Edmund Goulding's The Constant Nymph, a 1943 romantic drama starring Oscar nominee Joan Fontaine, Charles Boyer, and Alexis Smith, will be shown tonight on Turner Classic Movies at 5 p.m. PT as part of TCM's tribute to the Library of Congress Film Archive. Tied up in legal complications for decades, The Constant Nymph will have its TCM premiere tonight. [In August 2010, The Constant Nymph had a rare screening at the Library of Congress' Packard Campus.]
According to Matthew Kennedy's Edmund Goulding biography Edmund Goulding's Dark Victory, Jack Warner initially considered Errol Flynn for the role of the British music teacher. Goulding wanted either Robert Donat or Leslie Howard for the part, but eventually gave up on the British-ness of the music teacher and settled on by then two-time Best Actor Oscar nominee Charles Boyer.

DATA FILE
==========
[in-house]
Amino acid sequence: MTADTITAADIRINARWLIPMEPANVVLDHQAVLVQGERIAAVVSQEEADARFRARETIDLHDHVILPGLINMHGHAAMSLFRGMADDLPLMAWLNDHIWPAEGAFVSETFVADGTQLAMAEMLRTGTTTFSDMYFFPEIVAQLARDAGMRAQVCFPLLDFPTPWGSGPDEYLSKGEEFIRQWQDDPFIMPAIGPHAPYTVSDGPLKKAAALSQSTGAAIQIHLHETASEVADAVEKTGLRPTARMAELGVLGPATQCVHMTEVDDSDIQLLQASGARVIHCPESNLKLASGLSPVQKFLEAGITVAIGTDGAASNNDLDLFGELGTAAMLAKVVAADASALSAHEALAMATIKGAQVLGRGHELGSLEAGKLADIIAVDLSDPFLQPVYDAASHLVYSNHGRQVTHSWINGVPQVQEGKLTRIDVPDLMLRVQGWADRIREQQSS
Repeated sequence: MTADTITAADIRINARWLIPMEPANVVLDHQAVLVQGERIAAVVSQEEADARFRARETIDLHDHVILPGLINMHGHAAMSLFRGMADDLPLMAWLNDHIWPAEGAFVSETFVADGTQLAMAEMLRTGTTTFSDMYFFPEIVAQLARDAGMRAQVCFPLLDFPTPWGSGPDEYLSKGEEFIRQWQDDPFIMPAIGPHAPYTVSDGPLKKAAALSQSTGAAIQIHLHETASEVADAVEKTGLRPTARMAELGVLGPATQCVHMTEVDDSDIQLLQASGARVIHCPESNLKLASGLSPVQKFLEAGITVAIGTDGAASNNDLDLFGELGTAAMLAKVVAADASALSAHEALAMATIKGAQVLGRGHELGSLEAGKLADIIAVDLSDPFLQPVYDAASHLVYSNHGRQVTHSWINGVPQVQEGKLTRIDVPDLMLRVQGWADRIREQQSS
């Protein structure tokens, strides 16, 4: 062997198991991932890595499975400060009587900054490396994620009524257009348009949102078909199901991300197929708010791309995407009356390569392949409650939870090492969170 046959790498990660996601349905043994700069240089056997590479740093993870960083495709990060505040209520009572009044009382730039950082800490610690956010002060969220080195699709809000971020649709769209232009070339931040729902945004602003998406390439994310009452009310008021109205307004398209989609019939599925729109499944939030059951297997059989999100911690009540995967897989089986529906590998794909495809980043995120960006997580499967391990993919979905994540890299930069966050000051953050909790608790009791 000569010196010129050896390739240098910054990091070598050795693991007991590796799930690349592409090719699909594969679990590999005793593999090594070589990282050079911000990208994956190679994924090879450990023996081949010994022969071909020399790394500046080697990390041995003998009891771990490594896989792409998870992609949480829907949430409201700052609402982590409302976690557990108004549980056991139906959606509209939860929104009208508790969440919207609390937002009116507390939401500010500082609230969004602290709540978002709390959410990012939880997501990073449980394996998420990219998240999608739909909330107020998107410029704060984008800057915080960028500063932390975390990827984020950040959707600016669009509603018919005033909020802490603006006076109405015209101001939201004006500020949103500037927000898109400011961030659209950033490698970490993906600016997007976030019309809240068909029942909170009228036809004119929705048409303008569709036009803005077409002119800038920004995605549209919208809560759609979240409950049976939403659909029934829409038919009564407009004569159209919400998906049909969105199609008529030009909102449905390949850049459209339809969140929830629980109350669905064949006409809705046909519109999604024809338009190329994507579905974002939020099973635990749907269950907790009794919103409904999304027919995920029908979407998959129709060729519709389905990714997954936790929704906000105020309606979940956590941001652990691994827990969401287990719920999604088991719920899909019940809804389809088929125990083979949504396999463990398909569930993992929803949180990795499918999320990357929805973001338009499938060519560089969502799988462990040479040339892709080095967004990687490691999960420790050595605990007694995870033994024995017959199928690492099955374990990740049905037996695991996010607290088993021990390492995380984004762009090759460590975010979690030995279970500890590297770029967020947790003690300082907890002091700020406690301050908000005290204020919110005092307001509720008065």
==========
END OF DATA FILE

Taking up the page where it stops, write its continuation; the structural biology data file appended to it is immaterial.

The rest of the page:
Joan Fontaine's role was initially supposed to have gone to Joan Leslie, but Goulding wasn't happy with that choice. Through then-husband Brian Aherne, who had played the music teacher in the 1934 version, Fontaine accidentally ran into Goulding while he was looking for a replacement for Leslie. Obviously not one to miss out on a good opportunity, Fontaine suggested herself as Leslie's replacement. Goulding went for it.
"Alfred Hitchcock, George Cukor, and Edmund Goulding were my favorite directors," Fontaine told Kennedy. "Eddie ... knew the problems of actors and he solved them -- the need for reassurance, to feel a part of the whole. To be cosseted, to be aware of the subtleties of the role, to be gently, kindly guided. He did this for me in The Constant Nymph." Kennedy, for his part, calls Fontaine's performance as the youth in love with Boyer's Older Man one of Goulding's "supreme directing accomplishments."
Adapted by Kathryn Scola from Margaret Kennedy and Basil Dean's play, itself an adaptation of Kennedy's novel, The Constant Nymph also features Brenda Marshall, Joyce Reynolds, Peter Lorre, Charles Coburn, Dame May Whitty, Jean Muir, Montagu Love, Eduardo Ciannelli, Crawford Kent, and Marcel Dalio.